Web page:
If you use the virtual world as an example -- "Virtual Laguna Beach" -- we showed it to a handful of advertisers and all of them went hook, line and sinker into the experiment with us. We created virtual ways for people's avatars to connect with products. And also connect to the 2-D world so you could actually buy a real product with one click. So it's new ways to have segments of the audience interact with advertisers' product.

MediaWorks: So it's a kind of 'Second Life' for the teen set?

Mr. Toffler: But that's just one example. All of the verticals are really different. Some are more programmed by us unlocking our vaults on, let's say, hip hop. Others are simply auditions where users can put themselves on the internet and actually end up on TV. Whether you're remixing a video or putting an audition of yourself up, you can end up on VH1's "60-Second Talent Show" or even MTV's "Real World." So instead of coming to a location to audition to be in "The Real World Dallas," you could put a tape up on the site and end up on show. Clearly with the generation of user-generated content and complete interactivity and nonlinear TV, you can make yourself famous overnight by posting a video of yourself.

MediaWorks: So you're kind of reinventing the way these shows are operated?

Mr. Toffler: We believe it's a kind of convergence 2.0, as opposed to just simply allowing voting. We're really connecting a digital vertical network with an actual TV network. Even though these sites are created independently of the show, obviously the idea is that there would still be some carry-over between the two.

MediaWorks: You're introducing a lot more of these channels in the first two quarters of the new year. Where do you see these going from here?

Mr. Toffler: We may do many more. The beauty of this is there's low barriers to entry. It doesn't cost much to put them up. They can live all the time and you can constantly feed them, whether it's repurposing TV, video or text-based content that our audience has expressed interest in that we don't always serve on TV. I might not be able to get to spirituality on VH1 or MTV, but we'll have a way for people who have similar feelings to connect with each other and create their own micro-communities.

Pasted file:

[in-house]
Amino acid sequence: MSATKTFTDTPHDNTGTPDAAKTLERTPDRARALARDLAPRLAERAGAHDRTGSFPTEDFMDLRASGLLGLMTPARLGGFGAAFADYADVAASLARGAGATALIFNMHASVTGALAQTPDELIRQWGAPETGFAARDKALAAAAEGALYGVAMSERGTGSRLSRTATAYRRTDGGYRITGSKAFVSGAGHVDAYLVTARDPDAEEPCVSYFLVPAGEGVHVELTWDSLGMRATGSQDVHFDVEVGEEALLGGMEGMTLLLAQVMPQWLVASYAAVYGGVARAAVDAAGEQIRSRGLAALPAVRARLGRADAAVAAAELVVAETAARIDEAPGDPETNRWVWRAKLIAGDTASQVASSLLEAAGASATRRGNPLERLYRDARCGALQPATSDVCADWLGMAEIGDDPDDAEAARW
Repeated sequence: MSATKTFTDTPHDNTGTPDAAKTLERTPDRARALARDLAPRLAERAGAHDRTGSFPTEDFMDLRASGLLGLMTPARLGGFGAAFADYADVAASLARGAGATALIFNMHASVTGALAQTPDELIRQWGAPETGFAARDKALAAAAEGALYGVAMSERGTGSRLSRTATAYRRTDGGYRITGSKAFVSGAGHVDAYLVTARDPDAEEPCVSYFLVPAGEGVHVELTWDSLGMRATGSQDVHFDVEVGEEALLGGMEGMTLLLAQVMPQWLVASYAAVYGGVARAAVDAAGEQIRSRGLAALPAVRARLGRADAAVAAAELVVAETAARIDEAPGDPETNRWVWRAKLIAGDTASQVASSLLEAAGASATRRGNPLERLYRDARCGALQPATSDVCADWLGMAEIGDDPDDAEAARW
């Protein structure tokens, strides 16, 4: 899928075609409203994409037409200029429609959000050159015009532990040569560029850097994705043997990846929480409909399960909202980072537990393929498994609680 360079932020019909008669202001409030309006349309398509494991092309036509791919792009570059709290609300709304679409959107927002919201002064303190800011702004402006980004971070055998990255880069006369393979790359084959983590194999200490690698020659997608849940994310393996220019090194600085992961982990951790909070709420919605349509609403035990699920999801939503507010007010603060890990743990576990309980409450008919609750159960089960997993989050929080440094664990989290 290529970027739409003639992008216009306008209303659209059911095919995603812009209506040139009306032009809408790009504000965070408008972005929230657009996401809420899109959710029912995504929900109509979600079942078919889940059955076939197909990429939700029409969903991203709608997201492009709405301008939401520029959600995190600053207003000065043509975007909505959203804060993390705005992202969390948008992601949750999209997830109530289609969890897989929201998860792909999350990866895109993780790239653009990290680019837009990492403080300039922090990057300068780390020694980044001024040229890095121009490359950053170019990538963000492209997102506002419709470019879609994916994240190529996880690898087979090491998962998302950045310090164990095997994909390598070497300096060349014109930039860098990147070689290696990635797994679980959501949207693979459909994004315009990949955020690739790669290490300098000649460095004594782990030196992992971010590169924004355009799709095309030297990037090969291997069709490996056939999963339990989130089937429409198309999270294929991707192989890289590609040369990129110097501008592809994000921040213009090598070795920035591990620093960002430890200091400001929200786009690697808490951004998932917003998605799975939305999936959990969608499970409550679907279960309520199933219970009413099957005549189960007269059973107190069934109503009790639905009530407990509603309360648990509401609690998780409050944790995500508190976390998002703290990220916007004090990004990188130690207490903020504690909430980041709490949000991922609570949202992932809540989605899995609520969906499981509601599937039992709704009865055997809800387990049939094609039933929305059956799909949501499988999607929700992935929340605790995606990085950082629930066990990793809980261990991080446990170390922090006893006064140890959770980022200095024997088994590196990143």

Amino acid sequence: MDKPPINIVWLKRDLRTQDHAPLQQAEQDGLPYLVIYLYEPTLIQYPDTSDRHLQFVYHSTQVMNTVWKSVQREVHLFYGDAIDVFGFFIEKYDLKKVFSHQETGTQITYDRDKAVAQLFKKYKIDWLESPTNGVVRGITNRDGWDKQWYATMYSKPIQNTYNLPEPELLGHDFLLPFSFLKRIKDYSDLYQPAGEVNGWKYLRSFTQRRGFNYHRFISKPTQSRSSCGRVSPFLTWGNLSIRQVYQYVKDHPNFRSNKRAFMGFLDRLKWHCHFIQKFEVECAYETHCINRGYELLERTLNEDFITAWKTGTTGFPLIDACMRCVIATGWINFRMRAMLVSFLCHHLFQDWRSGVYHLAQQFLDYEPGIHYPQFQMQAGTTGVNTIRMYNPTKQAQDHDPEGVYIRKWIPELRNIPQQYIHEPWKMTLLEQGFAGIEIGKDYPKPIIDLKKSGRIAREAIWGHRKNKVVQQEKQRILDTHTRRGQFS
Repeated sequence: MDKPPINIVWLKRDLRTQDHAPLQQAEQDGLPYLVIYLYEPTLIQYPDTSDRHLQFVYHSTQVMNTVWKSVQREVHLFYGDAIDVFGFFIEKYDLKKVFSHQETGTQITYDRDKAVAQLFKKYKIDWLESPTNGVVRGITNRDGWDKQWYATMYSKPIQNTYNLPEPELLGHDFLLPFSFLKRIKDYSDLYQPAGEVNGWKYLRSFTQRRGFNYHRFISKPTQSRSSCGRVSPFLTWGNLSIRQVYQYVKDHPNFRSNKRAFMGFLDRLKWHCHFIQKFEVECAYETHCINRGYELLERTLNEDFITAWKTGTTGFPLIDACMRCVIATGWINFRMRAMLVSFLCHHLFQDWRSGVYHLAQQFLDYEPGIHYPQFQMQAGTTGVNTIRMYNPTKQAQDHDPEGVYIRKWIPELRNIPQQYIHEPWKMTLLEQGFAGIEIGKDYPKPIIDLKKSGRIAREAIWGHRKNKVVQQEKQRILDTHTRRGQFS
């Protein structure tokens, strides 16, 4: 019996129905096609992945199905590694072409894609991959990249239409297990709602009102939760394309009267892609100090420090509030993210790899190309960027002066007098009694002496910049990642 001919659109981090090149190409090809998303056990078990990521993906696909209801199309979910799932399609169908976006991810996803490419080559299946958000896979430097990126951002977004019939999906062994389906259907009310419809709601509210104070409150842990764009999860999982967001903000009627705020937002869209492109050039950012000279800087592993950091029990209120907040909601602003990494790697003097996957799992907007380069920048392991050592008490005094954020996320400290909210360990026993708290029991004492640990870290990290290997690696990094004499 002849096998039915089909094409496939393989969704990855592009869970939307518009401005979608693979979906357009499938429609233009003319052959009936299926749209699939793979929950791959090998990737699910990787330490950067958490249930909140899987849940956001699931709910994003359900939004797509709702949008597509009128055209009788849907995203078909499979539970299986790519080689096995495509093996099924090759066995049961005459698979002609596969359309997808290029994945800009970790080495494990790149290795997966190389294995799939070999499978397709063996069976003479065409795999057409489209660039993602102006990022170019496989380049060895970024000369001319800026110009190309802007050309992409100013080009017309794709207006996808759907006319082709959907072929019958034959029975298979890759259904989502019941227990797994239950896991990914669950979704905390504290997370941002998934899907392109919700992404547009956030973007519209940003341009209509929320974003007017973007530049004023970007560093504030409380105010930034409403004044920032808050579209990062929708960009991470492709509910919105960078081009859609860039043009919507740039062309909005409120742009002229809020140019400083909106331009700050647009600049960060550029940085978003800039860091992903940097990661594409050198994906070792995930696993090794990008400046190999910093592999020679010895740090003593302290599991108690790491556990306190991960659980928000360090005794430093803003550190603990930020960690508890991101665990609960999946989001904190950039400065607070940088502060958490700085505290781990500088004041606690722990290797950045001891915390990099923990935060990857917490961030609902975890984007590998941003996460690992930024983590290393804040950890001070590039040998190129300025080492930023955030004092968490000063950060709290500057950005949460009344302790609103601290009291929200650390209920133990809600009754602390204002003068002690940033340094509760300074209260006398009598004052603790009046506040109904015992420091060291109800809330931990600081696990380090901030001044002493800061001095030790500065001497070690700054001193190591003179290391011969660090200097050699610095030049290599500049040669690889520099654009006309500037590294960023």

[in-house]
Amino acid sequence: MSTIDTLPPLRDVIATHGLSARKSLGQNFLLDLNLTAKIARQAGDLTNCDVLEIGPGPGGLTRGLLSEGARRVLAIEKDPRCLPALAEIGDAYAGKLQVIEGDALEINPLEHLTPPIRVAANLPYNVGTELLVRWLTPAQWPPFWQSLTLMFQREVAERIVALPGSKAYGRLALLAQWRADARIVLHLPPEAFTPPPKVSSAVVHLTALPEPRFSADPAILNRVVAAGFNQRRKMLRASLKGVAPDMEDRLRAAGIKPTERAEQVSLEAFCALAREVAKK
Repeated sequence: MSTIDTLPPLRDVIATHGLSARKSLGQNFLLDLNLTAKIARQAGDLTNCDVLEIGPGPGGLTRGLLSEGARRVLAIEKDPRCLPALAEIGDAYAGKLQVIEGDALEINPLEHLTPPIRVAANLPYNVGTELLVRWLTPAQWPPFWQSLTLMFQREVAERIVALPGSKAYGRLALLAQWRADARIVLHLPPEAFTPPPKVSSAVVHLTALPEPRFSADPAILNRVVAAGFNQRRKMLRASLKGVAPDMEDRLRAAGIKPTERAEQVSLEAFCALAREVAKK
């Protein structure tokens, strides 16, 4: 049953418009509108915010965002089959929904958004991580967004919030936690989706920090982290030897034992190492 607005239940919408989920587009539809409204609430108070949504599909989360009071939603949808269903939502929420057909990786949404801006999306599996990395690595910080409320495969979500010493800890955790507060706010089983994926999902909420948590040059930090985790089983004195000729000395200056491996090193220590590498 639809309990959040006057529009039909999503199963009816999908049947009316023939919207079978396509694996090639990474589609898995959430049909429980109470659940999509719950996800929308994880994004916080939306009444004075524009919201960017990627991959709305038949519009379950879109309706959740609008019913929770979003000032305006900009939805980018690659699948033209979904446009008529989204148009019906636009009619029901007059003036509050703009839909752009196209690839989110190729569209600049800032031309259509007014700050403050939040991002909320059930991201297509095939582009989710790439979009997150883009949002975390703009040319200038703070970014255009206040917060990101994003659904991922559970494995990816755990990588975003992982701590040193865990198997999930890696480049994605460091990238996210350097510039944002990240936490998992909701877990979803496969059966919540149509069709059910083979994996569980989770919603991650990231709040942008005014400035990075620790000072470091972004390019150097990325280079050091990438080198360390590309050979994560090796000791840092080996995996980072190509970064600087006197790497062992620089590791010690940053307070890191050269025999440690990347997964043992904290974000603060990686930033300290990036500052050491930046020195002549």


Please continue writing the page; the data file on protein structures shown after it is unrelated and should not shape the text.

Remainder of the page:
But we won't do it in traditional ways. A lot of these sites like YouTube didn't exist that long ago and it happened virally. With "Virtual Laguna Beach," we didn't really promote it too much on-air, if at all. We just did it online and in a short period of time a couple hundred thousand people were active users.

MediaWorks: Seems like you're filling a void with some of these verticals. What do you see as potential competition for these sites?

Mr. Toffler: There's a bunch of niche sites out there. People don't talk about them because there's the sites like YouTube and MySpace who have tens of millions of unique visitors. But if you [can] aggregate a bunch of the small, special-interest sites around things of interest to our audiences, like skating culture and tuner culture around cars, for both the MTV and CMT audience ...

MediaWorks: Are you hoping to merge all those communities into one?

Mr. Toffler: You can add them up overall but you can allow them to live uniquely in their own niche.

We may not play aggro-metal as much as we used to in the days of "Headbanger's Ball," but it's a very fertile area for a passionate audience online. We have a very rich history in that kind of music, for better or worse, and a very active audience in some of these verticals.